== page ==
Fifty Percent of All Vegetables Are Imported from Vietnam to Meet the Daily Demands – Friday, 11.12.2009

Posted on 12 December 2009. Filed under: Week 642 | Tags: , , , , , , , , , , , , , , , , |

The Mirror, Vol. 13, No. 642

“Phnom Penh: About 50% of all vegetables eaten in Cambodia are imported from Vietnam. This is seen from the vegetables at the Deumkor Market in Phnom Penh, the biggest vegetable distribution market.

“The head of the Deumkor Market, Mr. Thong Heng, said that companies licensed by the Ministry of Agriculture mostly import vegetables from the Trapeang Phlong border crossing in Kompong Cham every day with three trucks, carrying 30 tonnes of vegetables each. Another border crossing for imports from Vietnam, that is near and easier, is the Koh Thom district crossing in Kandal. Also, there are special companies, importing vegetables both on land and on water ways.

“Kandal residents said that because too much vegetables are imported from Vietnam, the crops they grow themselves get blocked, and they cannot compete with the cheaper prices of vegetables imported from Vietnam. They stop expanding the land where they cultivate something, and some families abandon their land, because they cannot continue producing economically.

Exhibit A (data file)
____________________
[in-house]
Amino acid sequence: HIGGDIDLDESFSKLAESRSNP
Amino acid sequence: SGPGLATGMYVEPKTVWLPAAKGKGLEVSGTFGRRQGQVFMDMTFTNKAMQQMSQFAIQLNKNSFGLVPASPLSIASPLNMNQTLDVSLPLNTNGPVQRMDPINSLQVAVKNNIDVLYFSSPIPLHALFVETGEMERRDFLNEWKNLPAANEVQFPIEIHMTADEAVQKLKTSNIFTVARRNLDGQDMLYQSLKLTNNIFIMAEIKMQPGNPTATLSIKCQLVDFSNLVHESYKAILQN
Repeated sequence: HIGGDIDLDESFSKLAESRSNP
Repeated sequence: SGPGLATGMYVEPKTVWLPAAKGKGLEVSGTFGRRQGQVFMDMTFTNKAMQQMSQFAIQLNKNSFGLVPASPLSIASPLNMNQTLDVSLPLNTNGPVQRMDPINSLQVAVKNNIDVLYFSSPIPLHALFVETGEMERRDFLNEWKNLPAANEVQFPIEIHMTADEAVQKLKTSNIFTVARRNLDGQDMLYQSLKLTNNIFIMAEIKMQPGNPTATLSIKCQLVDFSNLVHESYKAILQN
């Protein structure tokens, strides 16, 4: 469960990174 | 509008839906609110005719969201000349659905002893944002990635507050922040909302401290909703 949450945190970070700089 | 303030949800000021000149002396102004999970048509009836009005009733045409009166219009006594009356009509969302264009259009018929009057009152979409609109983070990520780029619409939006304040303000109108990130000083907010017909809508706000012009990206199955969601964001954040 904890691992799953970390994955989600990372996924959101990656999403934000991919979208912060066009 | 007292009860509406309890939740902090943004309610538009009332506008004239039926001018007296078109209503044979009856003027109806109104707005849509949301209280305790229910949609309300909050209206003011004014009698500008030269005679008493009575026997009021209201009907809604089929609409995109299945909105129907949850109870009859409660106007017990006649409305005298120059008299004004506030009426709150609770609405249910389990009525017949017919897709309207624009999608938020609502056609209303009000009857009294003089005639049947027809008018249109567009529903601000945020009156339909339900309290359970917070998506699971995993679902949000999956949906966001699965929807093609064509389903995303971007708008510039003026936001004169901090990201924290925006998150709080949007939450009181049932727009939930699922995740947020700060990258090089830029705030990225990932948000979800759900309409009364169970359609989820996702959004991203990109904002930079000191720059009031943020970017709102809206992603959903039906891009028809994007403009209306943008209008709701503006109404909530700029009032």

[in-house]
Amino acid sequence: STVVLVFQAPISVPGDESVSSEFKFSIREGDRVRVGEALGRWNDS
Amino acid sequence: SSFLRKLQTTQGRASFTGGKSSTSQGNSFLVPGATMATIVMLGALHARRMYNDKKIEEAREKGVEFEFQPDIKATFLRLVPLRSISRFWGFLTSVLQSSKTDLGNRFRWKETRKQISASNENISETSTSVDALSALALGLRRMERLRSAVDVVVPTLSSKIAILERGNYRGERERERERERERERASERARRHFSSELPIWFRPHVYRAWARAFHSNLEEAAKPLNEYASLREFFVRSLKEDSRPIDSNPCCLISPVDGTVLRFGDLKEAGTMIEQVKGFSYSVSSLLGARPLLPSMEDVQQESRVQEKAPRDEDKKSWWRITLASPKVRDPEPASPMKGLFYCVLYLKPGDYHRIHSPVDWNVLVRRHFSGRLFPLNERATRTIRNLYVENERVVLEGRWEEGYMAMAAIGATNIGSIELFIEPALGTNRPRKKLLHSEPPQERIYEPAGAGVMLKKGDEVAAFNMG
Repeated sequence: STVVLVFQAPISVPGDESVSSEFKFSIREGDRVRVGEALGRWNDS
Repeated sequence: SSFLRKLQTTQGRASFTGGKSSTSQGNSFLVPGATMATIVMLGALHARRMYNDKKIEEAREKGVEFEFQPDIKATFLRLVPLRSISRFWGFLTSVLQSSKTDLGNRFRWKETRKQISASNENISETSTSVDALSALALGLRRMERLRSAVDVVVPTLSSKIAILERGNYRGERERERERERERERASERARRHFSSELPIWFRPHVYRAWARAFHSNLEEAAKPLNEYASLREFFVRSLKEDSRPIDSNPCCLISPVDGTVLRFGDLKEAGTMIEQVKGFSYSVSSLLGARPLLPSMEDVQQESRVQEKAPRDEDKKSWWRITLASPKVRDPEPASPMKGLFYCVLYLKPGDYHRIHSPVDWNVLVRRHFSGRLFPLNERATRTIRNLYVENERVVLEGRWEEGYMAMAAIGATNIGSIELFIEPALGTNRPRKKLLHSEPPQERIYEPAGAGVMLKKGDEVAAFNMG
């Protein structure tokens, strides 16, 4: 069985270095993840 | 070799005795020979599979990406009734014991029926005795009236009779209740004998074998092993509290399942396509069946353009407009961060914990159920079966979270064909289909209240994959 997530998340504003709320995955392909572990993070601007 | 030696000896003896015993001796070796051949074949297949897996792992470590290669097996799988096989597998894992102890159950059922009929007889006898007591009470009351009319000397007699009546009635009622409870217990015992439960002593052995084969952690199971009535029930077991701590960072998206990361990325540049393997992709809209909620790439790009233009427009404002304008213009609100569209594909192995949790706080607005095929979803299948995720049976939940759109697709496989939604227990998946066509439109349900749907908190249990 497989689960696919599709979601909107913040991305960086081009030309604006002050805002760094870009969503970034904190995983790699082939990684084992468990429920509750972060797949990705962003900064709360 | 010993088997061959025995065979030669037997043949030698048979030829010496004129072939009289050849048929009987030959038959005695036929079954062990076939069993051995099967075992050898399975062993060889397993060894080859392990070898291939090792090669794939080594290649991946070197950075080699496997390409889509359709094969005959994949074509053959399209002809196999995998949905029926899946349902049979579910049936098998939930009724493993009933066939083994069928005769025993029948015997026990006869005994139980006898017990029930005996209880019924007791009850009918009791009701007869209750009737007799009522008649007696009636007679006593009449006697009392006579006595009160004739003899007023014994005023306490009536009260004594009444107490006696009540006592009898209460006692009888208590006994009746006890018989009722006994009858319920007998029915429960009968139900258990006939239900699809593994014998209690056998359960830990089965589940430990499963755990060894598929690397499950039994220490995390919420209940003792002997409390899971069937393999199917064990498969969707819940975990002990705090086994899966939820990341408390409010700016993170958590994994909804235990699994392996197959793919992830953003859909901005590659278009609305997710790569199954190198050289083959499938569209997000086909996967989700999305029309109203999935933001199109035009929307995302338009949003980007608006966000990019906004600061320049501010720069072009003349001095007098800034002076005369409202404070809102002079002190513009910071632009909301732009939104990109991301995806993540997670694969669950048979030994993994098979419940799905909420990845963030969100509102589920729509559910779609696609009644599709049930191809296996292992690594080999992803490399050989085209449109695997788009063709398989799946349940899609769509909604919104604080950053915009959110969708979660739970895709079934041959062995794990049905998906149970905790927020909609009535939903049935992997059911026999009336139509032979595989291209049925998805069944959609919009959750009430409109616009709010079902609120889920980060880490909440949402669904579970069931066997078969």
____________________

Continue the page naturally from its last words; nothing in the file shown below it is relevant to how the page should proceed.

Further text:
“The head of the Department of Agronomy, Mr. Nouv Ratana, acknowledged this and estimated that vegetables imported from Vietnam amount to 30% to 40% of the daily demands. Most imported vegetable types are those that our Khmer citizens cannot grow in all seasons, like carrots, onions, potatoes, and white cabbage, etc. Moreover, certain crops cannot be grown for different reasons, especially tomatoes, for which the Vietnamese have special techniques to grow them in all seasons. “Mr. Heng Sokhom said, ‘We frequently found that some vegetables have poisonous substances, but before we can identify them clearly at laboratories, the sellers have already sold and distributed them all.’” Rasmei Kampuchea, Vol.17, #5069-5070, 10-11.12.2009

Newspapers Appearing on the Newsstand:
Friday, 11 December 2009

Deum Ampil, Vol.3, #358-359, 10-11.12.2009

  • Eighteen Human Rights Organizations Celebrated the 61st Human Rights Day Successfully [while the Phnom Penh authorities provided security]
  • ADB Provides US$30 Million for the Tonle Sap Basin Development [a loan to find new measures to boost the incomes and the livelihood opportunities of thousands of poor households in the Tonle Sap Basin region]
  • Two Young Sisters [16 and 17 years old] Were Attacked with Acid All over Their Bodies by [two] Unknown Persons [on a motorcycle – Phnom Penh]

Kampuchea Thmey, Vol.8, #2120-2121, 10-11.12.2009

  • Cambodia Received the Agreement [by the member countries of the Ottawa Anti-Landmine Treaty] to Extend the Time to Clear Mines for Ten More Years [in 1991, there were 4,500 square kilometers infested by landmines, at present, there are still 650 square kilometers]
  • [Thai Prime Minister] Abhisit Vijjajiva Must Leave His Office, Dissolve the Parliament, and Conduct New Elections Immediately [demanded thousands of red-shirt demonstrators, supporters of the ousted and convicted for corruption former prime minister Thaksin Shinawatra]